Are you working in science within industry or academia, but feel locked into a narrow field of R&D that is dictated by conservative sources of funding either via business allocations to meet short-term profit imperatives or from government grants?

Open Science is the practice of making methodologies and results publicly accessibe as well as facilitating various degrees of distributed collaboration in the research process. “Hacking,” or altering the objects of study for various reasons, will be emphasized in our program for purposes that could range from art to biofuel development.

Please attend our meeting this Sunday and subsequent meetings every third Sunday of the month to help shape this nascent program. Early meetings will develop strategies for acquiring lab space and equipment, formating the program, and selecting initial group projects.

Who: Open to the public

Where: Pumping Station: One, 3354 N Elston Ave, Chicago, IL

When: This Sunday, December 18, 6pm (and every 3rd Sunday at 6pm)

Cost: Free

We look forward to meeting you!

14

12 2011

Circuit Hacking Fun Night featuring Mitch Altman

The most excellent Mitch Altman, co-founder Noisebridge & TV-B-Gone inventor, is in town to speak at Flourish Open Source Conference at UIC this weekend.

Mitch Altman presents ‘Hacking Cool Things with Microcontrollers’ at Maker Faire Detroit 2010

Mitch loves hackers, so he’s coming by our space for a special Thursday edition of the our bi-weekly Circuit Hacking Wednesday: Circuit Hacking Fun Night!

Come get your electrons & solder on with Mitch and other friendly hackers on Thursday, April 7th, 7pm-9pm.

Inspired by Noisebridge’s Circuit Hacking Monday, any experience level is welcome. Beginners can learn to solder and make cool stuff in a couple hours. DIY electronics kits from Cornfield Electronics (Mitch’s company) and Adafruit Industries will be available for cash sale.

And remember: Soldering is Easy!

Solder is Easy - Here's how to do it!

01

04 2011

Museum Security And the Thomas Crown Affair: A Reality Check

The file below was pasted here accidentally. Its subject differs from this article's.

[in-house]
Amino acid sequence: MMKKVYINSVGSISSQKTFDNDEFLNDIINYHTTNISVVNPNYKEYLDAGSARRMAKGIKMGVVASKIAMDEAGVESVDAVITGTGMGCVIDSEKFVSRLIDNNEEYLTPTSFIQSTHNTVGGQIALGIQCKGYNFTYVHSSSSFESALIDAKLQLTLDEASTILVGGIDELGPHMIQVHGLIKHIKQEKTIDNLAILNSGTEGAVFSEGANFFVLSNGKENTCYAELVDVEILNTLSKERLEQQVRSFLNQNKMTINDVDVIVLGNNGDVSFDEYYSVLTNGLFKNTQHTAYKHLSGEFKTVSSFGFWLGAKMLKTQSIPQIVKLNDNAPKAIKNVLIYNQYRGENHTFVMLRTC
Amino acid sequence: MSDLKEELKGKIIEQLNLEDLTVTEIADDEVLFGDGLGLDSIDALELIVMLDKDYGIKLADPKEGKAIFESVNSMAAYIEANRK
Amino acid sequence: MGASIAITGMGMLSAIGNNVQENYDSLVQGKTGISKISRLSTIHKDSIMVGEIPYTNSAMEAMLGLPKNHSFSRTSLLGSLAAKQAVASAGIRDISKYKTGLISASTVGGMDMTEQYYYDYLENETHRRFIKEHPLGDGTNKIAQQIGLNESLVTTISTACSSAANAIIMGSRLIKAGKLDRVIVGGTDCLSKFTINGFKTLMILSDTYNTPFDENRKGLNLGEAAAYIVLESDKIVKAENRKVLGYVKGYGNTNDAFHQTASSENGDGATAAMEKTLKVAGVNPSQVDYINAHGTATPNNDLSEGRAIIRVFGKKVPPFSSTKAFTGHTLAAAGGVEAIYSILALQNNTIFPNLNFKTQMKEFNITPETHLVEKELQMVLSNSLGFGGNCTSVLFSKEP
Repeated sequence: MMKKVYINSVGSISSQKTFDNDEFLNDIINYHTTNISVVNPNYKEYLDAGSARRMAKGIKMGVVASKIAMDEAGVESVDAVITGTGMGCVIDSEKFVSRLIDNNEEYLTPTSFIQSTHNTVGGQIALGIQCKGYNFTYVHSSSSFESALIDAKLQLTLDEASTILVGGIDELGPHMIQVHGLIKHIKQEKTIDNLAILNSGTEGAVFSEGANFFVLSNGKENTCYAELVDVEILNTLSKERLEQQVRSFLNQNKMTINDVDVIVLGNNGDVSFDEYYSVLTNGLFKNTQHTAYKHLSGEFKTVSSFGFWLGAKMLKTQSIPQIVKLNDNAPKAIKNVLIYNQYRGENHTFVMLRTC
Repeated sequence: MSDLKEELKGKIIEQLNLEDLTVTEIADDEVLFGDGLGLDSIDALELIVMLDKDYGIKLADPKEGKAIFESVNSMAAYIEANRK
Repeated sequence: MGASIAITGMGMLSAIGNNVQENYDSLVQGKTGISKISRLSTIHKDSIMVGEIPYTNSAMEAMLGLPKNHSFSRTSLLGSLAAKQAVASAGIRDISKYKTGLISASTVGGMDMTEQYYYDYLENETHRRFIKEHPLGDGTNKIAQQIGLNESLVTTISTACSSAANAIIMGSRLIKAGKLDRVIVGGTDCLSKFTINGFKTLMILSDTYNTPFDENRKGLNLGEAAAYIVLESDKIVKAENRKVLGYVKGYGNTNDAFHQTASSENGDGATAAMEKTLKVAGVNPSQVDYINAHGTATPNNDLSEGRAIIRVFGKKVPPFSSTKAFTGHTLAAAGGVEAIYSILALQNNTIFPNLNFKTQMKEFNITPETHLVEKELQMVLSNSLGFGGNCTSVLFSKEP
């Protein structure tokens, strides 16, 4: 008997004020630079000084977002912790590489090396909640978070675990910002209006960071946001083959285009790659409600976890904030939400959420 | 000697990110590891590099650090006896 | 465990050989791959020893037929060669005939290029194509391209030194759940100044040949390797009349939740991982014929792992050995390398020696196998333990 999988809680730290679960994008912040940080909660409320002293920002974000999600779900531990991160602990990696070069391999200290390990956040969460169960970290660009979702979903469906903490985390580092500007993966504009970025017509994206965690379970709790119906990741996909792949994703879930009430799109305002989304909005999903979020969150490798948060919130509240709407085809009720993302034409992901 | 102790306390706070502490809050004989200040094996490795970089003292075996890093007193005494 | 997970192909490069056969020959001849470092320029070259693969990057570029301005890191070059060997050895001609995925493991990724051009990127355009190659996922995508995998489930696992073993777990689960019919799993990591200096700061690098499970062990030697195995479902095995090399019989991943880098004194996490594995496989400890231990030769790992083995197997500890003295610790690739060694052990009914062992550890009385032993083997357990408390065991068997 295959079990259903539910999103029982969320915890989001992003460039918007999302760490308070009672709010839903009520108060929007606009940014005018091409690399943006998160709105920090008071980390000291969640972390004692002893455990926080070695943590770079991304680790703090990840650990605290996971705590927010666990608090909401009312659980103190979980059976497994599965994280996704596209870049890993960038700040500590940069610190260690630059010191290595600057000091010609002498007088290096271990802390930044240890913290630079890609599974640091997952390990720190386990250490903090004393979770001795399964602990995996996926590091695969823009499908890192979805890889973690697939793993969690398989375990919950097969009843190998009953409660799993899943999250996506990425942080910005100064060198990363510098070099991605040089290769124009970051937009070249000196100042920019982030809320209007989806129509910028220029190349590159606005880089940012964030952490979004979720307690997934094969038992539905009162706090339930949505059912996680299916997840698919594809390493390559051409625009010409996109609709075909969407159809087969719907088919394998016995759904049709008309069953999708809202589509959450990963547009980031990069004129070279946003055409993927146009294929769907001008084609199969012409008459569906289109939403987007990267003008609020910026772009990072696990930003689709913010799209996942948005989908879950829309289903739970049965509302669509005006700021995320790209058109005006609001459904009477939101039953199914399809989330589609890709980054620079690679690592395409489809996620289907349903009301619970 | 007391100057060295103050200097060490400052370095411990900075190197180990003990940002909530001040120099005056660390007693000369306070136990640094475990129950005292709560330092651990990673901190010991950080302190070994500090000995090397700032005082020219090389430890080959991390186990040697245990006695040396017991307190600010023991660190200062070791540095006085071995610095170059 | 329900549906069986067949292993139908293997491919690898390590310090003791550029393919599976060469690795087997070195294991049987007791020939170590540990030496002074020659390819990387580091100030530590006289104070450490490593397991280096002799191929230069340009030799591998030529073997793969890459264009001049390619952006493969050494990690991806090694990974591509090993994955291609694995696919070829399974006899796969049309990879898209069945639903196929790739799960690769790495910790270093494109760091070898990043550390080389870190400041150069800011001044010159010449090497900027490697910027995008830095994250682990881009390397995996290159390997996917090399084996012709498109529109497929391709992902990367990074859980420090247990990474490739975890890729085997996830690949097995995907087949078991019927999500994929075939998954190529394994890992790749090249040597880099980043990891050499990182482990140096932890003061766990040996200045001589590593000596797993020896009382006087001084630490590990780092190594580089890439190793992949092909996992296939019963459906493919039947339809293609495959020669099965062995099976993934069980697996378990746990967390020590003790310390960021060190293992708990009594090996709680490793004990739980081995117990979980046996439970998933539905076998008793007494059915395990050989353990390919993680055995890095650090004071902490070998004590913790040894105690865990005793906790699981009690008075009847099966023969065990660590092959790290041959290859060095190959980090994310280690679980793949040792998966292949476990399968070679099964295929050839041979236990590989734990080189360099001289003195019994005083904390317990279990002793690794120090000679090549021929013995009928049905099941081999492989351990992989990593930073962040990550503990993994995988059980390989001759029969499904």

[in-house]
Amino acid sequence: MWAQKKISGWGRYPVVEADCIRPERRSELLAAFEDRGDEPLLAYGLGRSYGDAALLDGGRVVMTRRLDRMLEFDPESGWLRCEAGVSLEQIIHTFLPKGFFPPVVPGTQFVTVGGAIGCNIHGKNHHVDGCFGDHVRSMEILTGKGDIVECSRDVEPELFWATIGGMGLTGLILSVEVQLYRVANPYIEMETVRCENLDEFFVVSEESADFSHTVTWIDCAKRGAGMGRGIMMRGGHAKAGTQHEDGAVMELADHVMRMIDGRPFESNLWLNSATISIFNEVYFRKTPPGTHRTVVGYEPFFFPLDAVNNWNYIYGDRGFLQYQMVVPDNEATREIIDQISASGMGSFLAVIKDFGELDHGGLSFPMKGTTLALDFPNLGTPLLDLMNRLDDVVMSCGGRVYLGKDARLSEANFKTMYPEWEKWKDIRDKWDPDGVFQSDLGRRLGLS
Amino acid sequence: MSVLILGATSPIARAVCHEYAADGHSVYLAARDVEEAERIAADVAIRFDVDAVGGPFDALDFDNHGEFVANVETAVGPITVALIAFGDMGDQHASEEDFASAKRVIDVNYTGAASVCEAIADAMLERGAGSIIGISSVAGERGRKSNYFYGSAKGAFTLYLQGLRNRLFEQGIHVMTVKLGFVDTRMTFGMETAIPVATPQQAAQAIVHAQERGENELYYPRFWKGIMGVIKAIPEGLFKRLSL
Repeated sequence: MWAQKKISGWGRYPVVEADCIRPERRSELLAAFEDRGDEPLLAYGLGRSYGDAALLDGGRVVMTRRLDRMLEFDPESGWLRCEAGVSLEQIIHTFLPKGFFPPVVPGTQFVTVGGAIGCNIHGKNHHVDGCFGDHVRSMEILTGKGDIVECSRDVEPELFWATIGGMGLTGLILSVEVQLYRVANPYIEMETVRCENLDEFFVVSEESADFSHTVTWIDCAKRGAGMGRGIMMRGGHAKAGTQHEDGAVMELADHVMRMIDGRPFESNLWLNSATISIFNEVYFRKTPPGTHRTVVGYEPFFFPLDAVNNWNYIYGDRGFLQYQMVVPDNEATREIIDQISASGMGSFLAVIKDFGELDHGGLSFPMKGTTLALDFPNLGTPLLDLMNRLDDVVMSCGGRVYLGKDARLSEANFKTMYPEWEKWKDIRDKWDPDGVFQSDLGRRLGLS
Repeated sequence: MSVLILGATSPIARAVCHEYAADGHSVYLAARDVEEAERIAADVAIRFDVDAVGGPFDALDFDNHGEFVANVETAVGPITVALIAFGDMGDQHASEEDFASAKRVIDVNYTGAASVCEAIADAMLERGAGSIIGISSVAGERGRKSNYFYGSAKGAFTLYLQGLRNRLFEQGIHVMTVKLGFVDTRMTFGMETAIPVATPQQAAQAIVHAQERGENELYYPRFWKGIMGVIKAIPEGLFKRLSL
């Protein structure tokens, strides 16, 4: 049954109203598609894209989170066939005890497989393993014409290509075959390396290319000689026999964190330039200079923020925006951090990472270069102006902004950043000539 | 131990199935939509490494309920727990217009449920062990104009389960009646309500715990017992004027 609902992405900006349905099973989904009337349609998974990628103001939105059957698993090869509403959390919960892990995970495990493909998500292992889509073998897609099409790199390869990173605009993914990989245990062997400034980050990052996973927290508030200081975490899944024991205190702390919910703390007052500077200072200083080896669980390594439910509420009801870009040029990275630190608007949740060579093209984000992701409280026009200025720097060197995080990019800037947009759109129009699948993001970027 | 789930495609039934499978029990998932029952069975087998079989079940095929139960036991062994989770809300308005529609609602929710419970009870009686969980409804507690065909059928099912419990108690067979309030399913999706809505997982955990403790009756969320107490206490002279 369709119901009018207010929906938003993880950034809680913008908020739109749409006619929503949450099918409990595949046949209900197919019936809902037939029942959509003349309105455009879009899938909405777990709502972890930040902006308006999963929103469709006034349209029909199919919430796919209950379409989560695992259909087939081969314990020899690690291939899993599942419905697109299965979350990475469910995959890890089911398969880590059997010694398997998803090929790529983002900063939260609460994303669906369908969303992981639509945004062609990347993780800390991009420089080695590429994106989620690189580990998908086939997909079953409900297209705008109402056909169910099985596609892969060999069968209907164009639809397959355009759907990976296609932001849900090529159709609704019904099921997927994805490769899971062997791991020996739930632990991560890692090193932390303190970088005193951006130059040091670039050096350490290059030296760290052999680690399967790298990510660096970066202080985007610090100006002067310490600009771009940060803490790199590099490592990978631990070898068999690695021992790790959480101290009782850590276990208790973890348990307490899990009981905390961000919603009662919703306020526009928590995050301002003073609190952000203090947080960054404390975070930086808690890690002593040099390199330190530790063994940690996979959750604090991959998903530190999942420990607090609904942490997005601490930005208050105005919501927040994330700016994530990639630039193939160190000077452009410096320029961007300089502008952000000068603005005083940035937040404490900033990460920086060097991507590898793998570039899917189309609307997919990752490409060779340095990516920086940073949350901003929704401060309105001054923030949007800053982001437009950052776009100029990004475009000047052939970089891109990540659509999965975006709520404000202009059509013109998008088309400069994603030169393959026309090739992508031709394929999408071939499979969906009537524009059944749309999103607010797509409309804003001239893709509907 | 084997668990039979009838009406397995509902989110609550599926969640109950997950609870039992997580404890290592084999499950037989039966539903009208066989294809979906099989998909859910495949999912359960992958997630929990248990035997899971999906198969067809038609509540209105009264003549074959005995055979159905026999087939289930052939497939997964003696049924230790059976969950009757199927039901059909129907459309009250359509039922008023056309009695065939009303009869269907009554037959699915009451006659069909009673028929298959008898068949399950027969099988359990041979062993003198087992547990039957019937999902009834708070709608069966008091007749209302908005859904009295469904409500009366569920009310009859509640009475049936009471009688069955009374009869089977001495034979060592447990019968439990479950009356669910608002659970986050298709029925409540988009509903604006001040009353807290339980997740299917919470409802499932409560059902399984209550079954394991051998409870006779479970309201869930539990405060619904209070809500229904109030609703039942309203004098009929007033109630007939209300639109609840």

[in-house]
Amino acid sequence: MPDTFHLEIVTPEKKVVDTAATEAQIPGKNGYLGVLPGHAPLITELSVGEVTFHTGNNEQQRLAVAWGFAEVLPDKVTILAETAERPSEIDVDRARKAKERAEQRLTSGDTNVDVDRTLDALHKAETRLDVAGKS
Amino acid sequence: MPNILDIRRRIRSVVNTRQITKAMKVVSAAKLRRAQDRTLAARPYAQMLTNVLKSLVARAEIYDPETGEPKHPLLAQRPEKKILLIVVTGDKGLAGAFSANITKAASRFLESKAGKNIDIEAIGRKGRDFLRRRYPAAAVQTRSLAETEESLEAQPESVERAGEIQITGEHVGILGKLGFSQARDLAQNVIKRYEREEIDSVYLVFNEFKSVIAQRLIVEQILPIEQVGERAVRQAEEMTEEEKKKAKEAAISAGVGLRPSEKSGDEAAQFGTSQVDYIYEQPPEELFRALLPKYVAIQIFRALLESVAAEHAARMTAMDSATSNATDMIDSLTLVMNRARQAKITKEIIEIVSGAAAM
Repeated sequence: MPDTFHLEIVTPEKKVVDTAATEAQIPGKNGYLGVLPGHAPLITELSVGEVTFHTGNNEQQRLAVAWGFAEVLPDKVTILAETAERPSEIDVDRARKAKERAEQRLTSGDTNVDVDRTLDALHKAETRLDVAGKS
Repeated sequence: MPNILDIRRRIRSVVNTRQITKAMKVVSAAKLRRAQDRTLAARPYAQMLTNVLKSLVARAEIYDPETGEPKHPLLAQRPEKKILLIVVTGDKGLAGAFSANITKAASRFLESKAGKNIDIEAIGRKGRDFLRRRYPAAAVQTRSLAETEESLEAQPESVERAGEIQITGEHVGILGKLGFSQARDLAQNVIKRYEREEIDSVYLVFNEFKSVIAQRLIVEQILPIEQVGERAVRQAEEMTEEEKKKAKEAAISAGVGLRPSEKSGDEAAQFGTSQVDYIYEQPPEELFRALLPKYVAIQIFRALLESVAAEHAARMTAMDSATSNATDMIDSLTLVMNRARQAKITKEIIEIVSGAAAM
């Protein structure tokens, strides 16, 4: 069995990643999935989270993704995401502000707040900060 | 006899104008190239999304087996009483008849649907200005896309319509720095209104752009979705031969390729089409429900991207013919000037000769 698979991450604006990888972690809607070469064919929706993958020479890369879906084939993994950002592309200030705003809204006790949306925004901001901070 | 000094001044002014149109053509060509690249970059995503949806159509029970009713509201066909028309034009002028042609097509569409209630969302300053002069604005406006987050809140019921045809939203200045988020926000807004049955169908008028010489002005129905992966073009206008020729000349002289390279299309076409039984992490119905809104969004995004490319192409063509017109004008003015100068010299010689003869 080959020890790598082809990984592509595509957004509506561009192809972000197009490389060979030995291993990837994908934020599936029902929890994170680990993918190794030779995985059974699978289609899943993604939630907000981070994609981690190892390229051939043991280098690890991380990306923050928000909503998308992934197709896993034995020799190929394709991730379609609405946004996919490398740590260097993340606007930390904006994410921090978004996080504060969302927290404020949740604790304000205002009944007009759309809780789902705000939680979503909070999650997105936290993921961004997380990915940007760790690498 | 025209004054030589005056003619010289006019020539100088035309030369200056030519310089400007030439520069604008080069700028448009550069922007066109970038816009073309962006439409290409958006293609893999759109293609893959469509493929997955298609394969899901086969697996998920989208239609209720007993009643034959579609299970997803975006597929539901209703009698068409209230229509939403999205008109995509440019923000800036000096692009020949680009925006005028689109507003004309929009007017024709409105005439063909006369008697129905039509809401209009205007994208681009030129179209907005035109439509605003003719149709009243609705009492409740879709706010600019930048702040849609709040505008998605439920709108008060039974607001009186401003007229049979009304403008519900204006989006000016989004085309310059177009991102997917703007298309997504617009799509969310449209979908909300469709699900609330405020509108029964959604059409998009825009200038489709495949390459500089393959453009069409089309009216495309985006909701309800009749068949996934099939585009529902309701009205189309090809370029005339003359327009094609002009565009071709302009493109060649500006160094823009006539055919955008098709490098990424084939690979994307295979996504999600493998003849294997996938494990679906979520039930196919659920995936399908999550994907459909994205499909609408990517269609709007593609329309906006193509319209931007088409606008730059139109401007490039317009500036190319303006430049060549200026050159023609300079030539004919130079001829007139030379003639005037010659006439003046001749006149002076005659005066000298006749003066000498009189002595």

In The Laboratory by Henry Alexander

Art museums appear to be impenetrable fortresses after closing time. What is often unknown to the majority of the visiting public is that the majority of these collections are stored and cataloged outside of these main halls. In many cases up to 99% of museums’ collections are stored away never to be seen for decades, if that often.

Over the last 8 months I have researched the difference between movie museum security and the reality of museum security.

Just published is a some of my results in the Journal of Physical Security at Argonne National Laboratory.

You can find the article here.

Or here.

27

04 2010

Flex Resistor Jacket!

My flex resistor jacket is finally finished. After a month and a half of failures and a whole bunch of setbacks, the PS:One logo is finally embedded with twenty big LEDs which are attach to a circuit board and a flex resistor. The LEDs only light up when the right elbow is bent to a certain extent. It runs off of two AA batteries held along with the circuit board in a pocket on the left shoulder.

The jacket was premiered (sort of) at Digital Breakdown on Dec. 18th to help promote PS:One. Bunches of recently printed stickers didn’t hurt either. Luckily, the jacket is perfect for dancing.

Thanks to Jeff Kantarek and Jordan Bunker for their huge amounts of help on this project. Without their expertise this jacket would not be glowy.

19

12 2009

Want to build a fabric light bright?

Photo 149Go ahead! The link below this post will take you to V1.1 of the PDF How-To to build one yourself, with step-by-step instructions and a pretty exhaustive materials list. Also some pictures, but perhaps not as many as there should be. Regardless! Is the PDF confusing or vague? Any questions? Go ahead and e-mail me at eli.skipp@gmail.com so that I can update the PDF and so that your questions can get answered. Happy hacking!

Fabric Light Bright PDF

[EDIT!]: This project is under a Creative Commons license!

Creative Commons License
Fabric Light-Bright by Eli Skipp is licensed under a Creative Commons Attribution-Noncommercial-Share Alike 3.0 United States License.

12

12 2009